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Title:Efficient language processing: the role of memory and visuo-spatial context
Author(s):Ryskin, Rachel A
Director of Research:Brown-Schmidt, Sarah
Doctoral Committee Chair(s):Brown-Schmidt, Sarah
Doctoral Committee Member(s):Benjamin, Aaron; Dell, Gary; Federmeier, Kara; Wang, Ranxiao Frances
Department / Program:Psychology
Degree Granting Institution:University of Illinois at Urbana-Champaign
Subject(s):language processing
language comprehension
Abstract:A hallmark of adult language processing is the efficiency with which it unfolds despite the massive amount of ambiguity present in the linguistic signal. Prior work has shown that visuo-spatial (e.g., Heller et al., 2008; Ryskin et al., 2014) and pragmatic (Sedivy et al., 1999) contextual information can be rapidly integrated during the comprehension process. In this dissertation, I explored the use of this information during on-line language processing and how it is supported by learning and memory mechanisms. In Chapter 2, I examined whether individual differences in working memory, basic recall, and memory cue generation predict the ability to make use of information about visual perspective differences during comprehension. A targeted re-analysis of these data (Experiment 2), examined how perspective-taking evolves within a conversational pair, over the course of the conversation. In Chapter 3, I explored the use of spatial perspective-taking during comprehension. In two experiments (Experiments 3 and 4), I examine how listeners encode spatial perspectives in a speaker-specific fashion and use this information during interpretation of spatial language. In Chapter 4, I examined whether listeners can learn high-level, pragmatic information about a speaker through exposure and integrate it with the visual context on-line, during sentence processing. I examined the ability of listeners to learn and transfer this information across contexts (Experiments 5a and 5b), as well as the ability to use this information within a context (Experiment 6). The results of the work reported in this dissertation point to an important role for context-specific learning in the ability of the language processing system to rapidly and efficiently integrate visual, spatial, and pragmatic information during on-line comprehension.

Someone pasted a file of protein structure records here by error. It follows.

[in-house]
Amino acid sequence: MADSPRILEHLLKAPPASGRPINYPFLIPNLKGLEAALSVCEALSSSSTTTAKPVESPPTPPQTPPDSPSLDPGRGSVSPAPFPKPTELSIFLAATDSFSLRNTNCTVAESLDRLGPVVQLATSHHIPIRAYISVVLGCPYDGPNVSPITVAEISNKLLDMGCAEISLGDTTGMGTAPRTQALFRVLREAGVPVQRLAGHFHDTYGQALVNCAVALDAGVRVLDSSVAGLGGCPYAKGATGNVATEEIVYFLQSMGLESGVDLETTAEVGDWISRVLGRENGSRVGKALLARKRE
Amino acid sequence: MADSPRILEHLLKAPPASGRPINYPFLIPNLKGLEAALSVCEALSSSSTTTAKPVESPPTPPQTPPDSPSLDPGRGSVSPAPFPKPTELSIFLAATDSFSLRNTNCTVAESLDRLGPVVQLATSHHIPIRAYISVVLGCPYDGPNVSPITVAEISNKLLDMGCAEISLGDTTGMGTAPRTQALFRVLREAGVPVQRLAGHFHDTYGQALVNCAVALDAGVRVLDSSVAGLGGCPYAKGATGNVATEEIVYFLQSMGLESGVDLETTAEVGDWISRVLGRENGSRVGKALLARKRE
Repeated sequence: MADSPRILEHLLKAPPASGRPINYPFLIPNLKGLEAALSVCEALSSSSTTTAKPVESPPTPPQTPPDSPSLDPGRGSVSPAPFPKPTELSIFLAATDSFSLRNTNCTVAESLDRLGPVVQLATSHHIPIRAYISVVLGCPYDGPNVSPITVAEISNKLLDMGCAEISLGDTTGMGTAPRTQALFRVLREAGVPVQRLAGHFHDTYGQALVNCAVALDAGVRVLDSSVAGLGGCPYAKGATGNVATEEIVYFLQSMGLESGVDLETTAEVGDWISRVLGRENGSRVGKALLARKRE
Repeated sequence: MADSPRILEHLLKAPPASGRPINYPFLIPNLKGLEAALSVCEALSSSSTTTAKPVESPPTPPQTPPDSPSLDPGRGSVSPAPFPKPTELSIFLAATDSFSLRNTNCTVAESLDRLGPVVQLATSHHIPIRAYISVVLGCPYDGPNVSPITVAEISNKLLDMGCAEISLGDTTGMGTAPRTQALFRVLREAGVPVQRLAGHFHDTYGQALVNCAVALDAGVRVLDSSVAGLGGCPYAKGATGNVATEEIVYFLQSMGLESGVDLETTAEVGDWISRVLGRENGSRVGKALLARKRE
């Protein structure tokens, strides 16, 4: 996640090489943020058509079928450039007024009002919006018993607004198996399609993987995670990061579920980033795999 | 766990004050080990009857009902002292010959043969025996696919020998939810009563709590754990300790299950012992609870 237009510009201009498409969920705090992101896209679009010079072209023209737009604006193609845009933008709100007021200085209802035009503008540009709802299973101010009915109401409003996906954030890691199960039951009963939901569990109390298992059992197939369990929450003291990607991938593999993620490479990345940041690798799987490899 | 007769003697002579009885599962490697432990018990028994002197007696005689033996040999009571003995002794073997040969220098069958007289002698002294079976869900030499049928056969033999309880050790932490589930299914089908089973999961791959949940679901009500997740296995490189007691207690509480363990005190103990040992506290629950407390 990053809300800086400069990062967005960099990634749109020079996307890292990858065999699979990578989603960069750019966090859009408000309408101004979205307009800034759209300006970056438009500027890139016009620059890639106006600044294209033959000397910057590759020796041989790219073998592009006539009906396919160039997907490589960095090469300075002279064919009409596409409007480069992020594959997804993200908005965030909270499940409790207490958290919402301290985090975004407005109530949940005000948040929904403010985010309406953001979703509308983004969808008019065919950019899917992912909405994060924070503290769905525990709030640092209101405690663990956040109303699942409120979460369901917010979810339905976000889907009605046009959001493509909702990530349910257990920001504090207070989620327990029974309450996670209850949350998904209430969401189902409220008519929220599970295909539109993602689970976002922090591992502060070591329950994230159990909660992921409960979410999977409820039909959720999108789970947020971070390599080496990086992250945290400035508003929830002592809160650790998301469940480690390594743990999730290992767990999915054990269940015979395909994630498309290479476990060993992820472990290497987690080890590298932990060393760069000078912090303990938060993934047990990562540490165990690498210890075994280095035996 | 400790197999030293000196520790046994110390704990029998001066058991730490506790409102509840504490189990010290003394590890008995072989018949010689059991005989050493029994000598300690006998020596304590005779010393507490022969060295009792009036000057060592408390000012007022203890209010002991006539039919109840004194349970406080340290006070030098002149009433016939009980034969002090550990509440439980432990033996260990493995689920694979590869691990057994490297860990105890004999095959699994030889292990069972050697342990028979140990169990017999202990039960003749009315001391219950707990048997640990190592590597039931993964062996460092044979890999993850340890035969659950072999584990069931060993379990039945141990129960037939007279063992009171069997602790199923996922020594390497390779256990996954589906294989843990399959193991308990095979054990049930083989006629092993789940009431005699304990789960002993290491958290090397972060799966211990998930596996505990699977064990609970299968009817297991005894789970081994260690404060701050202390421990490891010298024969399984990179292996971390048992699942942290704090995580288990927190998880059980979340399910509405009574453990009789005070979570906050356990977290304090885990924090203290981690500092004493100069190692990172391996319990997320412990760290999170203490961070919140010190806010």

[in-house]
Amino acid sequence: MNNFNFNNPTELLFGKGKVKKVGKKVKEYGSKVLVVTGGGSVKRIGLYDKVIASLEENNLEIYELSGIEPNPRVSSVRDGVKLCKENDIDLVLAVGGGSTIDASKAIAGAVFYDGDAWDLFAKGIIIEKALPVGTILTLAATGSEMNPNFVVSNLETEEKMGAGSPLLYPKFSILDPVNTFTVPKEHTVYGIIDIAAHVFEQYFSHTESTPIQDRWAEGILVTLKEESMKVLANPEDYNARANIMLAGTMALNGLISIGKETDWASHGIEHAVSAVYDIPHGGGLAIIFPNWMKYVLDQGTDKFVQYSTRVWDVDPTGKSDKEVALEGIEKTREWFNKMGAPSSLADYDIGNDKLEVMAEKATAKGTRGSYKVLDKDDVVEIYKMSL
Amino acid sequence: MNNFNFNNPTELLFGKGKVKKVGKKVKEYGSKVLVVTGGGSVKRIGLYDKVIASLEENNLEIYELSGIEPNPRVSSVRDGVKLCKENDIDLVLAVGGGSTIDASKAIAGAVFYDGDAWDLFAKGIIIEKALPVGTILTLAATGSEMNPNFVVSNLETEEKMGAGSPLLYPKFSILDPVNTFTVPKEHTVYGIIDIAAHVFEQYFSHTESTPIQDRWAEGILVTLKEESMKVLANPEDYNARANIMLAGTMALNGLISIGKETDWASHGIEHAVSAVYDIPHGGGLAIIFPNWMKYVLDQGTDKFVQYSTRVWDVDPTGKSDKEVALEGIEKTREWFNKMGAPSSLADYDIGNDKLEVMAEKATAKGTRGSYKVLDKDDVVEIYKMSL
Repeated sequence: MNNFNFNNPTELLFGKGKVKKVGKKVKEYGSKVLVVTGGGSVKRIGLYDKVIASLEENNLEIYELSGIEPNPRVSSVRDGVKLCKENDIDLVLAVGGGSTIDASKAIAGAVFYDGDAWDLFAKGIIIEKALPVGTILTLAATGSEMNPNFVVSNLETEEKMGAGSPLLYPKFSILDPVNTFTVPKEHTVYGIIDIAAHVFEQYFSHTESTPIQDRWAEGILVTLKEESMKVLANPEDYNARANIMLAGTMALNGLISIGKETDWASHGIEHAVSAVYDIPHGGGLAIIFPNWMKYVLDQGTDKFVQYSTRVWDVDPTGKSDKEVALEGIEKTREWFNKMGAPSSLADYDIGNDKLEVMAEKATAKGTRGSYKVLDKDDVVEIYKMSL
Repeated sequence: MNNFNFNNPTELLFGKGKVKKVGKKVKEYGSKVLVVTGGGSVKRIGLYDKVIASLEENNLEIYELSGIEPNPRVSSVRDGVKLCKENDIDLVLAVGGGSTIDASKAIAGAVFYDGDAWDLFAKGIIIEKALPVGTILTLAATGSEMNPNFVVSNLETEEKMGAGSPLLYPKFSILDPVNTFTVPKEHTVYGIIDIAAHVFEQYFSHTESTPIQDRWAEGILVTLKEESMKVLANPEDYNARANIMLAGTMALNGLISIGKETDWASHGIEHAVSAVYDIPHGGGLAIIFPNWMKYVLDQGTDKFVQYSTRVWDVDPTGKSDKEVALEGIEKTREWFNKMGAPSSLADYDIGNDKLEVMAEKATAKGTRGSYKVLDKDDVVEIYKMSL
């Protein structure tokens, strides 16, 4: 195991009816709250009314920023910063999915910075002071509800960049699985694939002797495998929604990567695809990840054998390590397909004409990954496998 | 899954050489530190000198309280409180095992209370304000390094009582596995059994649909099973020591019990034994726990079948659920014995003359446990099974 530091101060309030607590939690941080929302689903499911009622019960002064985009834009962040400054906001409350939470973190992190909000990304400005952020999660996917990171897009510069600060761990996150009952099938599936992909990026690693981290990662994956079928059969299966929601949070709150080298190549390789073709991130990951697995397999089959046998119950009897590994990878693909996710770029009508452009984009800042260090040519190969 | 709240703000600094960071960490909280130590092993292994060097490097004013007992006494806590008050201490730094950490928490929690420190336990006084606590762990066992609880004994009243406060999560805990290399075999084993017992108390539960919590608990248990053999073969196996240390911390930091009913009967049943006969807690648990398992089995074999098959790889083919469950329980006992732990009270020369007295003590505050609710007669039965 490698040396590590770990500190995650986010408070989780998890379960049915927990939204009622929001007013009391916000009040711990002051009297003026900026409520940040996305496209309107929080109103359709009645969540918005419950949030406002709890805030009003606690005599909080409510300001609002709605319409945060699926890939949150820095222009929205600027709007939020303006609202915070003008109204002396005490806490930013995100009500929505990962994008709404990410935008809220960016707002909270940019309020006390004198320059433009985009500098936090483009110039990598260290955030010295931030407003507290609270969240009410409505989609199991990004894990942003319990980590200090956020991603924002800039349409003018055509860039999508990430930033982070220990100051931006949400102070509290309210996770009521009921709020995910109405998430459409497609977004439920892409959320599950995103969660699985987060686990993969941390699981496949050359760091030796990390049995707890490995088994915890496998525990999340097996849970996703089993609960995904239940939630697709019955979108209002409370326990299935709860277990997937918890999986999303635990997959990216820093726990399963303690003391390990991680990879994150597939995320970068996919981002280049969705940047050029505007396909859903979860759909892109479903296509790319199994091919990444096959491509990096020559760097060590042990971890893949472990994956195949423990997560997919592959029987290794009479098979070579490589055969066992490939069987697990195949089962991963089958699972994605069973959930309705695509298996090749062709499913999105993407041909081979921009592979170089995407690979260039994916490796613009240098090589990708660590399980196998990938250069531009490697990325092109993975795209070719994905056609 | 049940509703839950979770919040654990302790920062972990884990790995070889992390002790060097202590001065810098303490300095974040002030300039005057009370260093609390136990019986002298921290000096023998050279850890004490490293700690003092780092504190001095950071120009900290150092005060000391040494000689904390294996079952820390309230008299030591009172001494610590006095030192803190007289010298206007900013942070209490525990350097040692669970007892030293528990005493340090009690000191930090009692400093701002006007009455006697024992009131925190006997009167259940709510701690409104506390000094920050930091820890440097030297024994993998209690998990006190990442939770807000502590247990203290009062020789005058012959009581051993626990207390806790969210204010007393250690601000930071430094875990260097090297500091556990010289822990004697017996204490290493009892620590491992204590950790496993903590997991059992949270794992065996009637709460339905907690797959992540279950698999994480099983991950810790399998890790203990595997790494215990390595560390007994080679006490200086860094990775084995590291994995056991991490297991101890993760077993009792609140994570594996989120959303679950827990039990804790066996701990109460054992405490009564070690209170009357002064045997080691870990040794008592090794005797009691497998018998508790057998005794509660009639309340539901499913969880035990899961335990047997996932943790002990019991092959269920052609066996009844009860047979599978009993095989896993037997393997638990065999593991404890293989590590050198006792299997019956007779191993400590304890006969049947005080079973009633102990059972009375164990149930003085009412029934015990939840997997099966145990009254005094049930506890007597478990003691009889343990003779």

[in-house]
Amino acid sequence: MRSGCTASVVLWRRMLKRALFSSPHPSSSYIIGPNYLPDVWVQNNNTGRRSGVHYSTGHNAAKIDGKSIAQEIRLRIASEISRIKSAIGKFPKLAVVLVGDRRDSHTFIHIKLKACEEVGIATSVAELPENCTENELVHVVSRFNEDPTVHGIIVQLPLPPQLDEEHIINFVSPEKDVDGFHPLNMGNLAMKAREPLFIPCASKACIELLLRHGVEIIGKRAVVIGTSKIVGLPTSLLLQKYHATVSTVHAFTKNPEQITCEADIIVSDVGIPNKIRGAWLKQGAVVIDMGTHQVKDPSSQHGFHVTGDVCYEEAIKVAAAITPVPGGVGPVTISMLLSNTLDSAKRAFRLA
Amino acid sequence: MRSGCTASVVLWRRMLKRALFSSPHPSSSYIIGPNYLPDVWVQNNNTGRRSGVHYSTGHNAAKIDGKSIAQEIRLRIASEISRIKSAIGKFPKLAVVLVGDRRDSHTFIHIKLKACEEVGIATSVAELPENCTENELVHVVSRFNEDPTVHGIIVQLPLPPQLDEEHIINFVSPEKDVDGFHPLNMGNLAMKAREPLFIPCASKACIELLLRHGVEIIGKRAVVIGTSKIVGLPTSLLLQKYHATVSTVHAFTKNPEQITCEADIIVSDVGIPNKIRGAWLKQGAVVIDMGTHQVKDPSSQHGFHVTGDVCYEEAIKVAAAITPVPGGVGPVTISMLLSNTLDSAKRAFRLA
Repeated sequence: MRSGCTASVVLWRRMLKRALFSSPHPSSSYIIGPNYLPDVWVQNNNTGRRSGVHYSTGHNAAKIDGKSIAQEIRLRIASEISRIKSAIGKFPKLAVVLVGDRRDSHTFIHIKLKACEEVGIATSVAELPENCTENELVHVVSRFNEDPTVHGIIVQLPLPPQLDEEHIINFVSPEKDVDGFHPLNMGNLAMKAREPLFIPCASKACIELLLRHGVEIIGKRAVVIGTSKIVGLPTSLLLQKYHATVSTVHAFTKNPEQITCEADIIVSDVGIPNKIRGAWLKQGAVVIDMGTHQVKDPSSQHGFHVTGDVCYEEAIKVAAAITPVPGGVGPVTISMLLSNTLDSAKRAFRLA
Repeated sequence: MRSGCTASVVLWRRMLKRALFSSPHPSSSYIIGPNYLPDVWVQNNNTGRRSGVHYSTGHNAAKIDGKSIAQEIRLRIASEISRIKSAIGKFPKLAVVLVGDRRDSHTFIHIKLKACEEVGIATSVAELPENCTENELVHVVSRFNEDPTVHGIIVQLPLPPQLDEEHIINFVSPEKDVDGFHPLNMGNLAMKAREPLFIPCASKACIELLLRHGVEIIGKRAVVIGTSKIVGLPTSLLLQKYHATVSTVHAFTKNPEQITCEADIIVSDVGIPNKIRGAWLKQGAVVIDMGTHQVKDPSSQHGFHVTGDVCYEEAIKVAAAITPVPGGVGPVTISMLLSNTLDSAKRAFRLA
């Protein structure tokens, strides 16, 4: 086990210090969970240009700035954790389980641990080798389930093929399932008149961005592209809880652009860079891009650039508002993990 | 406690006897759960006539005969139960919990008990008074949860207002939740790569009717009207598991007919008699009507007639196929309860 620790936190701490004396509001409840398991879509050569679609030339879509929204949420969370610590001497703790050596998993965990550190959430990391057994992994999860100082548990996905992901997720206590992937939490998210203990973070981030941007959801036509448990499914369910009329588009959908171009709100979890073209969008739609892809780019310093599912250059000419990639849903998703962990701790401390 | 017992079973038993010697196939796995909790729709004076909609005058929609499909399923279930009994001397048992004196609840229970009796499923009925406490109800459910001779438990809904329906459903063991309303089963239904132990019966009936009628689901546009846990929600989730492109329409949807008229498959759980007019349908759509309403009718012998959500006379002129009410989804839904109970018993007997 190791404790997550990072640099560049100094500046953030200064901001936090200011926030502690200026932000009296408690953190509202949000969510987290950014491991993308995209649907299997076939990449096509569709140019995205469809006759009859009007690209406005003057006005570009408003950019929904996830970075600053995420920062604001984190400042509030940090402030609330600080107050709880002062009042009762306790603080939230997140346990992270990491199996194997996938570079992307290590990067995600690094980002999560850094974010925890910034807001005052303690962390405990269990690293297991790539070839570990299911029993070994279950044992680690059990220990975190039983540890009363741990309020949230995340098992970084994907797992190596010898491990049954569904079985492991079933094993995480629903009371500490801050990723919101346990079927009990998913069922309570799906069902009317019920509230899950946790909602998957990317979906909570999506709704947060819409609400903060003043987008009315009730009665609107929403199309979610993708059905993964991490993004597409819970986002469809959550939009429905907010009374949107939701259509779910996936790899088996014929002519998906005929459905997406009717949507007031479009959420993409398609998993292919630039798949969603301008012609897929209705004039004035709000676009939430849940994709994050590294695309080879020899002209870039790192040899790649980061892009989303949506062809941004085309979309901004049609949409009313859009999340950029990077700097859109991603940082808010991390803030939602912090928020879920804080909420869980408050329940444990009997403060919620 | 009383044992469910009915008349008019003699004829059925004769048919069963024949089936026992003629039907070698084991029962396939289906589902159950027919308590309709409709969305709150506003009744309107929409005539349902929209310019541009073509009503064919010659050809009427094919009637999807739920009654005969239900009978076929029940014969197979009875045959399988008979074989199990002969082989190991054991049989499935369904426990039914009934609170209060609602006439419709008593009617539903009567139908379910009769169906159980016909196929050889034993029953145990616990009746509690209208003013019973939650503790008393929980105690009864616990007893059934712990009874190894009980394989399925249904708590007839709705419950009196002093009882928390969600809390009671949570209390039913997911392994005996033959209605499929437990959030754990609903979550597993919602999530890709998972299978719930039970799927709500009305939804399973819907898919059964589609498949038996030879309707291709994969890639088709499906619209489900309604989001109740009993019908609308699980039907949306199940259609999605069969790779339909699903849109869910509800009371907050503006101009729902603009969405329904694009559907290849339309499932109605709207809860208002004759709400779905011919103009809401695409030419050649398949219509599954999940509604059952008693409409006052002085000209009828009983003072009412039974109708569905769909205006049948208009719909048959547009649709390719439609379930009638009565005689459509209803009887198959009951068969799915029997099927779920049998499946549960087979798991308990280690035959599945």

Issue Date:2016-06-02
Rights Information:Copyright 2016 Rachel Ryskin
Date Available in IDEALS:2016-11-10
Date Deposited:2016-08

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